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  • Tote Bag: Front
About this product
Style: Jumbo Tote

Haul your belongings in style with our customizable cotton tote bags. Available in 5 sizes to fit all your lugging needs, these bags are made of 100% natural material and can be customized with your favorite pictures and text for the perfect gift or casual accessory. Versatile, trendy and durable, this custom tote means you'll always head out in personal style!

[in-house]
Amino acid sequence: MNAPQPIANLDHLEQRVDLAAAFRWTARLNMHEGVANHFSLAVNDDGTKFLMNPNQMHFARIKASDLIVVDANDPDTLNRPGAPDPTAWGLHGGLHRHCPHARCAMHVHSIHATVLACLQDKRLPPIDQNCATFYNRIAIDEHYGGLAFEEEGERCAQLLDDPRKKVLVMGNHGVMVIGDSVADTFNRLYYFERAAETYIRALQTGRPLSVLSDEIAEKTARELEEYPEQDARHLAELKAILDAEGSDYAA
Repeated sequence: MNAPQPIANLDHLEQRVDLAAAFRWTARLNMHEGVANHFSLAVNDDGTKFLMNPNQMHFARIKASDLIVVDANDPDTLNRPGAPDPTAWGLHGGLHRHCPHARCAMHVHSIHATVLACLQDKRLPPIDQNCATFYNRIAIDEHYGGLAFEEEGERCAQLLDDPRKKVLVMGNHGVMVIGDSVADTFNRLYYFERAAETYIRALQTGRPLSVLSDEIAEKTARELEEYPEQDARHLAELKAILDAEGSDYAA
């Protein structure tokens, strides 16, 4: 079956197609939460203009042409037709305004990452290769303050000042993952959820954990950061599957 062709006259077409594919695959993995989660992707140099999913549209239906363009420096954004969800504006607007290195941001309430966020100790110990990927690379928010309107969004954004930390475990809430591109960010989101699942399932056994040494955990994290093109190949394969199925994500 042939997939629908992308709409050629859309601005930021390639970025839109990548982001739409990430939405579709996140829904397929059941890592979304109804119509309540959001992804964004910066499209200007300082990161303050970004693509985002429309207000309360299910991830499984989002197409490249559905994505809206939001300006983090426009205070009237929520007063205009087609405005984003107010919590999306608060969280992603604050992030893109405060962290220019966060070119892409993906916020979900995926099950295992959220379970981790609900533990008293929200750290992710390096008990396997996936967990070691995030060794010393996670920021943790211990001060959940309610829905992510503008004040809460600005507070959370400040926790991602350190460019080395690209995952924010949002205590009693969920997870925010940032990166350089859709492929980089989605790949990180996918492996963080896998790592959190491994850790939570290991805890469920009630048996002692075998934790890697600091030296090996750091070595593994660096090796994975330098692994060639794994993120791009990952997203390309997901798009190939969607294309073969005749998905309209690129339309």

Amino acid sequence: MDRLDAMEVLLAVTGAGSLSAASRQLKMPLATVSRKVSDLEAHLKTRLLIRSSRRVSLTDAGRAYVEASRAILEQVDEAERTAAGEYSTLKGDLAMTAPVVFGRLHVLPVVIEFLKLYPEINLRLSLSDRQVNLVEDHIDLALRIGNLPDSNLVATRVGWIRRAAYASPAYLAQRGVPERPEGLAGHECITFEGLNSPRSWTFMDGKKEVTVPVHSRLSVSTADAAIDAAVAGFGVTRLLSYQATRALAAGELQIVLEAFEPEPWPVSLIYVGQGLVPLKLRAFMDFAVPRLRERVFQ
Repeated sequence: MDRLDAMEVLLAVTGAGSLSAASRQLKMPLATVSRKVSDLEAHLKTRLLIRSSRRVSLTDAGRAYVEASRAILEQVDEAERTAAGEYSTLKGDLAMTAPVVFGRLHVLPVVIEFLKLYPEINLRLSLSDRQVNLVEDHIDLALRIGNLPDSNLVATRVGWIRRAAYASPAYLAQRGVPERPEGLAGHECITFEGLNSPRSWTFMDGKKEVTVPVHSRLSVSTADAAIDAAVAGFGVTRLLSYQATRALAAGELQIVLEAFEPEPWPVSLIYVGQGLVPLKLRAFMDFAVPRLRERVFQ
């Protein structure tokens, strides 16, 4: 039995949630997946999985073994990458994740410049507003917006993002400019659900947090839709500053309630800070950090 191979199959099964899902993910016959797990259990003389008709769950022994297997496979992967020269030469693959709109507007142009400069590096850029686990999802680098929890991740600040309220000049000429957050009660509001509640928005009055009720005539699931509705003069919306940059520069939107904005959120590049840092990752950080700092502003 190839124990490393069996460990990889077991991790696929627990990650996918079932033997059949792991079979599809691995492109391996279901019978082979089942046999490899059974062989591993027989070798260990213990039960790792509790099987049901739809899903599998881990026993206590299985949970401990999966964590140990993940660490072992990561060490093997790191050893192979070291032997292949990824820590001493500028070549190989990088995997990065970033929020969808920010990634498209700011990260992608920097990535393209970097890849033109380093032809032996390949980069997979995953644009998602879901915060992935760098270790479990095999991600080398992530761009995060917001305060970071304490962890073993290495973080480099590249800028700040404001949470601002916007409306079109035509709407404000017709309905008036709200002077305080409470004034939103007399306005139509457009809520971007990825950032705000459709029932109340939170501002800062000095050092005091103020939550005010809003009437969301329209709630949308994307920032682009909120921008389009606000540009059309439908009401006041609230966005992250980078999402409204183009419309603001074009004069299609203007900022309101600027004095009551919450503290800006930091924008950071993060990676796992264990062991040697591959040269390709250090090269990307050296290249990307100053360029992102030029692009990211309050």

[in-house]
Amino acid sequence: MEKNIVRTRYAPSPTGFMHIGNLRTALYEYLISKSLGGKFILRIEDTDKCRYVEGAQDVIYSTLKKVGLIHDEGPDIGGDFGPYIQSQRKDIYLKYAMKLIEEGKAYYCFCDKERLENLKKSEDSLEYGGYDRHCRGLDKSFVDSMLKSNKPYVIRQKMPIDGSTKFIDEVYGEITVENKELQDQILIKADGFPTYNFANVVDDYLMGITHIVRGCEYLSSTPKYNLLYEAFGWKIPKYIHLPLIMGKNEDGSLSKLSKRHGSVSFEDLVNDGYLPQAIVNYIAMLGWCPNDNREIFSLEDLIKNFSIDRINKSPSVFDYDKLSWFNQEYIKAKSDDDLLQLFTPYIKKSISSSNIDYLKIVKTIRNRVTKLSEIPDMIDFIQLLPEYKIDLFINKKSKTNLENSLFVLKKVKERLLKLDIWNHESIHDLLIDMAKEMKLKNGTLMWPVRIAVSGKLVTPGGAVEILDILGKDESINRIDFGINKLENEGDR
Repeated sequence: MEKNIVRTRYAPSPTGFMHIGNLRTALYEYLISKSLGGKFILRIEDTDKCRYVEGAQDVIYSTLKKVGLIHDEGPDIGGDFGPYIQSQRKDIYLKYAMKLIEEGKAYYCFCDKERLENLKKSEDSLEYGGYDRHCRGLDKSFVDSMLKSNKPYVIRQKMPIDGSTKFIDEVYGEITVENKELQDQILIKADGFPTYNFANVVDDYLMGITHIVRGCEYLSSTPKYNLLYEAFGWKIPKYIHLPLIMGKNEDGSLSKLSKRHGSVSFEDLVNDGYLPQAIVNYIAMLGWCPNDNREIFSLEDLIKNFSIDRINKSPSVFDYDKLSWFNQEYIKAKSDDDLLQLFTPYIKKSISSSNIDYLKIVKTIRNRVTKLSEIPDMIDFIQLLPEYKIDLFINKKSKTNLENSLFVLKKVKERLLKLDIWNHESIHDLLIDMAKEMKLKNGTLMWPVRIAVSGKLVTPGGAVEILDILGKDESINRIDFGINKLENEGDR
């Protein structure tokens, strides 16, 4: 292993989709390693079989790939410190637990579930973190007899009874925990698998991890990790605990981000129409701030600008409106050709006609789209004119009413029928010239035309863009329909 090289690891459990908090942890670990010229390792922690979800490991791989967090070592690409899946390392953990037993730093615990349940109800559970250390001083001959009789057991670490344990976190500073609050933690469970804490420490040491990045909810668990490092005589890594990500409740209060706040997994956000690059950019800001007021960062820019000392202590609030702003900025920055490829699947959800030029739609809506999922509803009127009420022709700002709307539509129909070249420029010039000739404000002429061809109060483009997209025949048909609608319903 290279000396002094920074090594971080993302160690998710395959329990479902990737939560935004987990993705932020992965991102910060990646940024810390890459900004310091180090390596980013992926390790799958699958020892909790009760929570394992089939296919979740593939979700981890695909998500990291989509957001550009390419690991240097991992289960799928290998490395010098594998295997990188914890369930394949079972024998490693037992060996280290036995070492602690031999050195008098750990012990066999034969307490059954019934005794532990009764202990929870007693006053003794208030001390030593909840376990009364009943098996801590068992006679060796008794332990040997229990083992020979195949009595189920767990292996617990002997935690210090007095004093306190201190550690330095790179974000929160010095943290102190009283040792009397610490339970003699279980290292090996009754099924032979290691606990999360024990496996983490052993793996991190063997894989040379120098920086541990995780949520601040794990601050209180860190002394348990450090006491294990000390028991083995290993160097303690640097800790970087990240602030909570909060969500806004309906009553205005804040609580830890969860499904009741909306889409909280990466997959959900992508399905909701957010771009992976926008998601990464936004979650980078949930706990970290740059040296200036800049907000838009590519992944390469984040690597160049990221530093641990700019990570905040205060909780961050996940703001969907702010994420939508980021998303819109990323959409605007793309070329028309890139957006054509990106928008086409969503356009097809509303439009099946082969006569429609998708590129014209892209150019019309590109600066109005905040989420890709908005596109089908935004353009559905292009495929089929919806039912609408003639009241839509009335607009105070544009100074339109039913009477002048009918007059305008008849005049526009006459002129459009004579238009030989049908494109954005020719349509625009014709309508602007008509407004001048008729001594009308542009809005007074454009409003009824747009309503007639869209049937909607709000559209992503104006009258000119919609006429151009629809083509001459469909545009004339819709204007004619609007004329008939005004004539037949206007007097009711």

• Dimensions: 14.5"l x 20"w; 7" deep
  • Material: 100% cotton
  • Squared bottom, perfect for groceries and large items
  • Extra long cotton web handles with stress point reinforced stitching
  • Available in 4 colors
  • Machine washable
About this design
see on 3 products